And by “bring your stuff,” I mean bring ALL your stuff, especially your helmet. I have three motorcycle helmets, one for every occasion. I didn’t want to carry one all that way, though, so I opted to borrow one from Emma. This seemed okay, until it got dark and I had to take off my sunglasses and use the visor for wind protection. Turns out that people don’t care for rental gear too well and the visor on the helmet was so scratched up I could barely see through it. I keep my own helmets in velvet bags and protective cases; fussiness that evidently is well-founded – the lights of oncoming cars were blinding as they diffused through all the scratches. I flipped the visor up – and my eyes immediately filled with bugs. Visor down – can’t see. Visor up – covered in bugs. Oh, not cool, not cool at all. The remainder of that little day trip was a bit harrowing – there was just no way to see very well so I had to go really slow and just not think about all the bug parts that were filling the corners of my eyes.
So not only was I not going to be able to stay in a new place each day, I wasn’t going to be able to ride at night. Okay…circumstances were limiting my options but seeing as how that was just going to make decision making easier, I was fine with that. Just in case you’re concerned after reading the above, rest assured that everything worked out just fine and I had a great time.
I’m not going to pretend that the lesson learning was limited to that first day, though. Here are some other “learning experiences:”
1. Even though Belizeans are nice and helpful people and were always keen to hold my helmet for me while I went and did stuff, it pays to double check that the person who so helpfully stashes your helmet behind the desk didn’t accidentally put it on an anthill. Extra points: double check before you put it back on your head.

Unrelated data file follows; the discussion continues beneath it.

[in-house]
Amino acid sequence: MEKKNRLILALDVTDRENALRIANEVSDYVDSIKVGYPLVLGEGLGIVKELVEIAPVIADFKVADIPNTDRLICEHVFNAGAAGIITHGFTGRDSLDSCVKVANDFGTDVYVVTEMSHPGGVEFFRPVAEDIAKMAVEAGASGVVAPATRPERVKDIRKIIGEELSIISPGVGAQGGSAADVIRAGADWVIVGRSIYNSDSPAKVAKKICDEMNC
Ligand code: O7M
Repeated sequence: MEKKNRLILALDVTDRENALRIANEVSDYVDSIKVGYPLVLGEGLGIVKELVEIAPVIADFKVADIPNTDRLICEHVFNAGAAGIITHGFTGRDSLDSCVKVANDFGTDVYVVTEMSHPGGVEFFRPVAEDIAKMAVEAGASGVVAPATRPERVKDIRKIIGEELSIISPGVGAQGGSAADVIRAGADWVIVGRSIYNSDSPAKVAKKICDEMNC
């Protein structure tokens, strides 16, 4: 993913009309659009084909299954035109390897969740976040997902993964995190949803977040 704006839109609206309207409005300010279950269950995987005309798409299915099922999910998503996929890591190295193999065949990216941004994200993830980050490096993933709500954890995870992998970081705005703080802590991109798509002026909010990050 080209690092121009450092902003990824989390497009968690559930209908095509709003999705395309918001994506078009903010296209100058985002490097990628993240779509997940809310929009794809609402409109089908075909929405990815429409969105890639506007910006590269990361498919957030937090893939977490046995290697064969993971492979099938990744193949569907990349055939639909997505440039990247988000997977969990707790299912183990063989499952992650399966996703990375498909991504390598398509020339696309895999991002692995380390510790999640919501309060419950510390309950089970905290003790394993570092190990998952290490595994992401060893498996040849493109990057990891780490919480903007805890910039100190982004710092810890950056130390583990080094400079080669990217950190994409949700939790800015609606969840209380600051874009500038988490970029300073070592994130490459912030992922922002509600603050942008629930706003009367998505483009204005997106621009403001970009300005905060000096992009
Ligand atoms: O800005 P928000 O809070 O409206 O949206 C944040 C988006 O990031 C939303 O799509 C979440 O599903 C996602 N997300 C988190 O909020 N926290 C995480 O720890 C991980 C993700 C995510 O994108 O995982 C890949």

2. Keeping track of your motorbike key is a solid plan. A bike key is a small thing, much smaller than your car keys, so just dropping it into your pocket is sure to lead to, say, spending your evening turning a Chinese grocery inside out looking for the key that fell out of your pocket. Bonus hint: If there are boxes of nails lying around in the grocery, look there first.
3. Count on having people mess with your bike when you’re not watching it. For instance, it’s not likely to still be in neutral like it was when you left it. Nothing bad happened since I always fire it up clutch-in, but it’s a good reminder to always look anyway.
4. Yes, wearing your bikini under your pants is a great way to not have to carry stuff for the day, but don’t forget that the reason you’re wearing it is so that you can go swimming: riding in wet pants on a vinyl seat for three hours is not worth it. Just carry a bag.
5. When you have to shake your bike every morning to stir up the sediment in the gas tank so the bike will start, just do yourself a favor and buy the premium from then on. It’s cheap insurance that you’ll have a working bike the next day.
See, this trip was practically a free education. Well, not “free”. The other lesson is that Belize is a fairly expensive country. Good thing that plane ticket didn’t cost that much. In part 3 I’ll tell you about the excursions and all the rad things there are to do there so that you don’t have to fanny around, figuring it all out like I did.